The top-end G.1 Force model costs US$3,550 with a SRAM Force 1 groupset and HED Ardennes LT aluminum clincher wheels. Similar to the R.1, the least expensive G.1 comes with Shimano 105 and costs just US$2,300.

The Viathon M.1 XO1 Eagle 29er carbon hardtail costs just US$3,500.

Finally, the M.1 hardtail sports “modern trail geometry,” 120mm-travel suspension forks across the board, dropper-post compatibility, and room for 29×2.4″ tires. For US$6,000 buyers can get an M.1 built with SRAM’s venerable XX1 Eagle groupset, Stan’s NoTubes Crest CB7 Carbon Pro carbon wheels, a RockShox SID RLC fork, and FSA carbon finishing kit. With SRAM GX1, Stan’s NoTubes Arch S1 Team wheels, a RockShox Reba RL fork, and FSA Afterburner bits, it’s just US$2,400.

The appeal

Needless to say, all of these prices will be very enticing to brand-agnostic riders who are already involved in the sport and are willing to take a gamble on an unknown brand in order to score a great deal. The price points are still too high to realistically expect to bring new people into the sport in substantial numbers.

All of these bikes look great on paper, in terms of spec and features, and given how common high-quality carbon fiber design and manufacturing is these days, they probably perform pretty well, too. But Viathon obviously has no “soul” to speak of — no rich history to draw on, and no ethos of coolness the brand can point to in order to help bring in buyers.

If Viathon really is able to provide a premium bike at a great price, will that be enough for people to buy into the brand? It should be, but time will tell how successful Viathon will be in this goal.

“We feel strongly that everyone should have access to a high-quality bike,” reads a statement on Viathon’s web site. “That is why we set out to create a line of bicycles that are performance-driven yet comfortable, practical, fun to ride, and beautifully designed. And to pass our own test, they should all be bikes that we want to ride ourselves.”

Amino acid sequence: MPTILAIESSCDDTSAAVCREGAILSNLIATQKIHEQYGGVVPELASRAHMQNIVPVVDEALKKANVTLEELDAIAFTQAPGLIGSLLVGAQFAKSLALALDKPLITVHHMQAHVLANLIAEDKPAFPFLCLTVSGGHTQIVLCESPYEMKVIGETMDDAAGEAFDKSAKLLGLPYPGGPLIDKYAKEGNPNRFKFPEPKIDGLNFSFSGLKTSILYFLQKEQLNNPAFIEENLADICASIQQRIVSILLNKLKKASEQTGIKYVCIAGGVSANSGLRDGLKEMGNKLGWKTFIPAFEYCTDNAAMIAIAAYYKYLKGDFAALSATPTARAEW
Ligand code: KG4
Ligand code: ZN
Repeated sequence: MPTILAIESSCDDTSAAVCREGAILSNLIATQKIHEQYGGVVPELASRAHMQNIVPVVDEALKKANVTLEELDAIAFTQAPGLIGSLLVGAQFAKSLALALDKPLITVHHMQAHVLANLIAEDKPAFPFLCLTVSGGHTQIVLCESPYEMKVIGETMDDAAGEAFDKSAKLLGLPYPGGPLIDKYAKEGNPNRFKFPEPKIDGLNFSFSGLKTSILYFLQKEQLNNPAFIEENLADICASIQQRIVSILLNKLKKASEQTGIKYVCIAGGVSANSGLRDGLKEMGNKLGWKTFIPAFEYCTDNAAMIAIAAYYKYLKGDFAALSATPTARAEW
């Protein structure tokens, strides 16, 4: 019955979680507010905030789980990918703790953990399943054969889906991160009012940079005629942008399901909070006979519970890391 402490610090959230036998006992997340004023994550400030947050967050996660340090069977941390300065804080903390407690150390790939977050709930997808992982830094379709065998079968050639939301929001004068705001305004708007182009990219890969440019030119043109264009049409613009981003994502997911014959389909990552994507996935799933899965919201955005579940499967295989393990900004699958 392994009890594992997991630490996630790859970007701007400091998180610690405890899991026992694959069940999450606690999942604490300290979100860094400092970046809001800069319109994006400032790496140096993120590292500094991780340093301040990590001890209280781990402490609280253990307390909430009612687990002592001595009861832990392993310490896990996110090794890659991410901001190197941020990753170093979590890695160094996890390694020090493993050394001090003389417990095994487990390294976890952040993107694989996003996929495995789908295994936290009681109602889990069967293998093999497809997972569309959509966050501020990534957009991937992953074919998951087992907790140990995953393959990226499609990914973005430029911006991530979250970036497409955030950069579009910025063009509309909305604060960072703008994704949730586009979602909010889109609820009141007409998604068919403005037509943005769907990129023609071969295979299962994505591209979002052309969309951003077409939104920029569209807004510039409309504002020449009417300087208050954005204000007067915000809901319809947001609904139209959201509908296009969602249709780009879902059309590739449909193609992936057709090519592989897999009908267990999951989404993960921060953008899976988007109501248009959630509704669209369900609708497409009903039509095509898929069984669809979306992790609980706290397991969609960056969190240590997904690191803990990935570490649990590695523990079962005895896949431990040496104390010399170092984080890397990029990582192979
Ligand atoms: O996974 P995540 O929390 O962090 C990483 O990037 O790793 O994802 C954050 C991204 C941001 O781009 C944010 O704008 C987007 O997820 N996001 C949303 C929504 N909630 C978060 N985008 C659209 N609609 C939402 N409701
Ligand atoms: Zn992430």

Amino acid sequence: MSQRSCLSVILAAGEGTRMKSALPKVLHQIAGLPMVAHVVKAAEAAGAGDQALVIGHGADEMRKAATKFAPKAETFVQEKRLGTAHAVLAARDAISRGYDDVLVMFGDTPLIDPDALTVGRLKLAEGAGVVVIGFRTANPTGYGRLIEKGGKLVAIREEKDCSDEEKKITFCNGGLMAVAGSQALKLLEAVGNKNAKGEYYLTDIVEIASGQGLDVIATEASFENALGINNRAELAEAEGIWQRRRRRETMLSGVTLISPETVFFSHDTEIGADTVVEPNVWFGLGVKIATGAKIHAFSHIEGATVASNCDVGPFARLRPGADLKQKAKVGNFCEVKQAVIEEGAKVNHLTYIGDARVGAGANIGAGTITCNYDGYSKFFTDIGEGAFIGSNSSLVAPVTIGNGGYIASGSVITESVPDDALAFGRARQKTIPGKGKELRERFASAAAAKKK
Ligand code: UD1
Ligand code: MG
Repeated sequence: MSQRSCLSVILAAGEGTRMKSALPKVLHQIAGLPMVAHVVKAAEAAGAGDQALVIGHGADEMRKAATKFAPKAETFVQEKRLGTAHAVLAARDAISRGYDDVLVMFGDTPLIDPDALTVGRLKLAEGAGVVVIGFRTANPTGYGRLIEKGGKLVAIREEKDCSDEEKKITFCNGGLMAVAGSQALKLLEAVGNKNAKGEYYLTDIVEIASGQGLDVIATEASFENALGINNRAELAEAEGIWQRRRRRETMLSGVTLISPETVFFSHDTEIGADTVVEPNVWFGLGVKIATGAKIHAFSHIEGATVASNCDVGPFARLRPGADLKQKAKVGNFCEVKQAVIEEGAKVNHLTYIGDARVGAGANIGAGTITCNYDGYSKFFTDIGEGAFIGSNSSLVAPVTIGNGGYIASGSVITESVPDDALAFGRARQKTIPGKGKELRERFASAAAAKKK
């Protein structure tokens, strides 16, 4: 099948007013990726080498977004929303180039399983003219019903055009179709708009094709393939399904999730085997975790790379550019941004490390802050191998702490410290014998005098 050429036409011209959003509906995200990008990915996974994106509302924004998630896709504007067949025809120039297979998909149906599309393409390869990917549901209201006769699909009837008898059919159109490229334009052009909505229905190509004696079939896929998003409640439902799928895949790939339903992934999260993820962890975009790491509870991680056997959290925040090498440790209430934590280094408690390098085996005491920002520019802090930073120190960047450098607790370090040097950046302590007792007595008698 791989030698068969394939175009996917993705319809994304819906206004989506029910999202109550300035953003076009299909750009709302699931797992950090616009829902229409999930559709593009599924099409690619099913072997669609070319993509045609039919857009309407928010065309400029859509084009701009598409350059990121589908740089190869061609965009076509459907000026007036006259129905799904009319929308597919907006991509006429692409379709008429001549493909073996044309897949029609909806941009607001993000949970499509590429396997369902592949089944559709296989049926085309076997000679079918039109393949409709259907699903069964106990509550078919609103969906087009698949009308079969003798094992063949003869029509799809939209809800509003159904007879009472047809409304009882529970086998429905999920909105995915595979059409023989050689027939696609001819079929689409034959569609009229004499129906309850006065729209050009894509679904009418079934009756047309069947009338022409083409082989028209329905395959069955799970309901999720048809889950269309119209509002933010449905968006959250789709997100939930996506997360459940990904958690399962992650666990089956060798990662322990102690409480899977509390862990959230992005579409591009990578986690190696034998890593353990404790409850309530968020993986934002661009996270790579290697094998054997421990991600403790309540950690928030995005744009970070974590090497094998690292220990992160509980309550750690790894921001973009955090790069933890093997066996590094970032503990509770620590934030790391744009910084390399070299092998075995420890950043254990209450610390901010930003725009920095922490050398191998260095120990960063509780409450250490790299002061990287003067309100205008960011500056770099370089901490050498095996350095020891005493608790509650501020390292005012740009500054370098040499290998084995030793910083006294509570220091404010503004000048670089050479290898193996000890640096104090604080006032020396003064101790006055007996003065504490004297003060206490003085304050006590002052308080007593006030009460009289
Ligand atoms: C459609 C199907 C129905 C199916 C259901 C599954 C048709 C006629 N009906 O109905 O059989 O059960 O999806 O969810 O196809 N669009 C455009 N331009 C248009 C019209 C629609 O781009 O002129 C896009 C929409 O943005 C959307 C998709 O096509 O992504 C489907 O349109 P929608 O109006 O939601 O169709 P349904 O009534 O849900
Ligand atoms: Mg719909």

Is value pricing, solid performance, and great spec enough? Or do bike brands need more of something intangible to gain a foothold in this highly competitive market? Do things like legacy and brand equity still matter in this modern age, with bikes increasingly becoming commodity items at varying price points? Or have advanced engineering and direct-to-consumer pricing made these obsolete?

I’m about to find out, as a new Viathon G.1 gravel bike test sample will be waiting for me when I get back from the Sea Otter Classic. I suspect it’ll be a fine machine, but I still wonder where this is all going to go.

Would you buy one? Take a look at Viathon’s collection, and let me know in the comments below.


JRA is an acronym well known to bike shop employees, usually applied to customers submitting warranty claims that are clearly invalid (“I was just riding along when my top tube dented!“). It’s in part an homage to James Huang’s long tenure as a shop mechanic, but also the title we’ve given to the collection of random musings that will regularly be published here on CyclingTips. Most — but not all — of them will tech-related, but either way, they’ll reflect what’s been on his mind and what he’s been thinking about when he’s just riding along.